If you hunt Area 3 for wild turkey, I hope you’re ready. The season starts tomorrow. If you hunt any of the other four areas, you have until April 20 to get prepared, but don’t put it off.
This is the time of year when the toms respond well to calls, so you should have been practicing with your calls already. You want to make sure you can make good turkey noises, and that you won’t accidentally make a sound like one’s getting stepped on by a moose. A funky turkey sound can turn a group of turkeys around in a heartbeat, especially if you hunt an area that gets plenty of hunting traffic. They may not be the brightest birds on the planet, but they get pretty smart about calls in a hurry.
You might want to take the shotgun out to the range and pattern it, too. You’ll want to set up a piece of cardboard at about 30 yards, or possibly out to 40 yards if you’re comfortable from that range. You can find turkey head targets to print off on your computer fairly easily. Fire the shotgun at the target using the same loads you’ll use for turkeys, and then take a look at the target. You’ll want to make sure there are several holes in the head area of the target. If you’re not getting any pellets in the turkey, you might have a blown pattern, or you may need to get closer or switch to a smaller shot size.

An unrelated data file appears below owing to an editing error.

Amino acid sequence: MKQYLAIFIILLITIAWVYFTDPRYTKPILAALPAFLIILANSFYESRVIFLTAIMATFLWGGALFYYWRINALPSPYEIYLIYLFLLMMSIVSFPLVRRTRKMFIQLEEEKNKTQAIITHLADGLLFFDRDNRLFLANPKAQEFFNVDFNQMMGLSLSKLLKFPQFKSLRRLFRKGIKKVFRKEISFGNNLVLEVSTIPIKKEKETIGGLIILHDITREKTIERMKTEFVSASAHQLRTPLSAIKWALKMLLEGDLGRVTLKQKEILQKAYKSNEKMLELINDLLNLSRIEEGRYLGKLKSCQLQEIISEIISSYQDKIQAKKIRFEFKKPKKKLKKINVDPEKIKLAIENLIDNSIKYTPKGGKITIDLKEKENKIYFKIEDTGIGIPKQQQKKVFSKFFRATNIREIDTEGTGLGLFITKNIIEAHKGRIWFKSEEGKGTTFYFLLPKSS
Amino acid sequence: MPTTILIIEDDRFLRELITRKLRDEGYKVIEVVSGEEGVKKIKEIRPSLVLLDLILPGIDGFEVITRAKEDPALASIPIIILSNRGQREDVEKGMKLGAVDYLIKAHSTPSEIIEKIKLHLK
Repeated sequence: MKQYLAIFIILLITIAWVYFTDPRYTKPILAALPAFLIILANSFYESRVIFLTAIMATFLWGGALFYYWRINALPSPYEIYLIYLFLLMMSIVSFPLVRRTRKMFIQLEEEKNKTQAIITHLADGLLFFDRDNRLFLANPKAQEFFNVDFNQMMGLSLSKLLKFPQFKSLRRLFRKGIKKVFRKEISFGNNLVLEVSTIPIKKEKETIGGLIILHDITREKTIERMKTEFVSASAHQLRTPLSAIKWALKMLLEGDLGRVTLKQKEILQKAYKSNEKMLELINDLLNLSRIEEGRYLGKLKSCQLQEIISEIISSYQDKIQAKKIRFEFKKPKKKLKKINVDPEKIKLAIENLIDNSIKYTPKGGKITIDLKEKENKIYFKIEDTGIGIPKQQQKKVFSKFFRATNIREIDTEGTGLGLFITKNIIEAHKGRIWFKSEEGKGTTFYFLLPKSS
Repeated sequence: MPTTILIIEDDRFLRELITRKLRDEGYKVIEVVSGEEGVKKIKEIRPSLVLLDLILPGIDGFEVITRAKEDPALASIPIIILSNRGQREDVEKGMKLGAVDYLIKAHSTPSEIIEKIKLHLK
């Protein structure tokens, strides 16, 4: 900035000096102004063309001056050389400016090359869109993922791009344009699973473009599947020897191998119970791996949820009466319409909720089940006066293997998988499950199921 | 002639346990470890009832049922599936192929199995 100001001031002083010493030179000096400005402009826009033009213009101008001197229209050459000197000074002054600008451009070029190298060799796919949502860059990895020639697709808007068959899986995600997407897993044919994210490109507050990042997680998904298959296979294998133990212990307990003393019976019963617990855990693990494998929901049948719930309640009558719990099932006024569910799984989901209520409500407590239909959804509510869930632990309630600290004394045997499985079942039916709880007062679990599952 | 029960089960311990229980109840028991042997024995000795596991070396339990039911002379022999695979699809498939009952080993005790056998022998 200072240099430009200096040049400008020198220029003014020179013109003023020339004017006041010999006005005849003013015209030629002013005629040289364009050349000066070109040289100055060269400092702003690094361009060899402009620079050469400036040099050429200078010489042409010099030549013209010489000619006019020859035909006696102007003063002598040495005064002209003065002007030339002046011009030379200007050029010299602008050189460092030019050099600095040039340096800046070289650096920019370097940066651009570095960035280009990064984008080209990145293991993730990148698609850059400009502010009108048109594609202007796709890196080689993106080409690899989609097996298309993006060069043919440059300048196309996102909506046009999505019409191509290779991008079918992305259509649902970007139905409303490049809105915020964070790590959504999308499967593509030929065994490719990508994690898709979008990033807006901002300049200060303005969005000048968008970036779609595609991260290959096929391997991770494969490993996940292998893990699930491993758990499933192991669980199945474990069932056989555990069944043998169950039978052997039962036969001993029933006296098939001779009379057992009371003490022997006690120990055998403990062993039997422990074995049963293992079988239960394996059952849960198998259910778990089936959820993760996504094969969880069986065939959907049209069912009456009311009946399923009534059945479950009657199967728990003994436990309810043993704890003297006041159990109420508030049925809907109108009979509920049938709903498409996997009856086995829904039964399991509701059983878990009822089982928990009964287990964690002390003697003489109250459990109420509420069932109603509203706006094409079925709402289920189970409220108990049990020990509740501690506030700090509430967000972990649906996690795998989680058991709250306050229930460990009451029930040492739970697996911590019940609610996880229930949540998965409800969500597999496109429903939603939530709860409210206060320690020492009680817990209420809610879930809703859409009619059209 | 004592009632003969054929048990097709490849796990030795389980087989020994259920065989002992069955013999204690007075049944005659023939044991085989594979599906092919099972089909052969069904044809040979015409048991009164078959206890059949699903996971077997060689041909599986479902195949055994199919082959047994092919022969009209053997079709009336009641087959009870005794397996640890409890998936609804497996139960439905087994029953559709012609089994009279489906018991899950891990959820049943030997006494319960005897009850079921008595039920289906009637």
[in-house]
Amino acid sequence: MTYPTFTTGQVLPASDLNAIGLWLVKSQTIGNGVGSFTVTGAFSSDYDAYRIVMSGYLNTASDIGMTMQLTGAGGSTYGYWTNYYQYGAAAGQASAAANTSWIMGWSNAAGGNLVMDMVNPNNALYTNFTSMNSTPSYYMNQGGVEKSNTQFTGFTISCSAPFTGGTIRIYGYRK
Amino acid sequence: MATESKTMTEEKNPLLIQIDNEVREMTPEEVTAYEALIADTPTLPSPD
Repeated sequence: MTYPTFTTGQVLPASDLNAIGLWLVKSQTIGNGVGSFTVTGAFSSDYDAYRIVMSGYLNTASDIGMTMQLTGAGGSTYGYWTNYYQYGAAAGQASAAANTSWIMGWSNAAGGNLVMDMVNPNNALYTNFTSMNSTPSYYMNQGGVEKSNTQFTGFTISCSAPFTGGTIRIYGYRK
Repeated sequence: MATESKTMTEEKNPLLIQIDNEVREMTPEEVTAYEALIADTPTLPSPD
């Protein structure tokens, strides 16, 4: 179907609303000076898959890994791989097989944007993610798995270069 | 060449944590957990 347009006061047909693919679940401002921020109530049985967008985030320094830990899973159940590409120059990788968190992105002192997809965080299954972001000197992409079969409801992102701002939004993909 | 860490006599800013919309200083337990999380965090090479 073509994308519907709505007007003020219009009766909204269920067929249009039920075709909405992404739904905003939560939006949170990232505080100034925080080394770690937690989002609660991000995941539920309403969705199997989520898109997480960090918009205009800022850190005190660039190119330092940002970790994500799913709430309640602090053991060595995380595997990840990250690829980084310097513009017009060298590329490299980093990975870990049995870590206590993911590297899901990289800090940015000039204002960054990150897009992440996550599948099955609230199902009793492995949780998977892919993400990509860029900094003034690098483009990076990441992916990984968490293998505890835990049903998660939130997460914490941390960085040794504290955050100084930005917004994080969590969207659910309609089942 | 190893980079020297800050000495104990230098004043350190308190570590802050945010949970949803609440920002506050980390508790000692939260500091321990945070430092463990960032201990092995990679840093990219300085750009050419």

A super full or turkey choke is the tightest, and it’ll reach out to about 50 yards. A full choke should be best at about 40 yards, and if you shoot a modified, you’ll want to keep your shots to about 30 yards. But you should test whatever choke you want to use from several distances to be sure you’re patterning correctly.
Once you’re good with your call and your shotgun is shooting good patterns, you’re ready. Don’t forget to get your license and conservation stamp, though. Good luck on your turkey hunt this spring!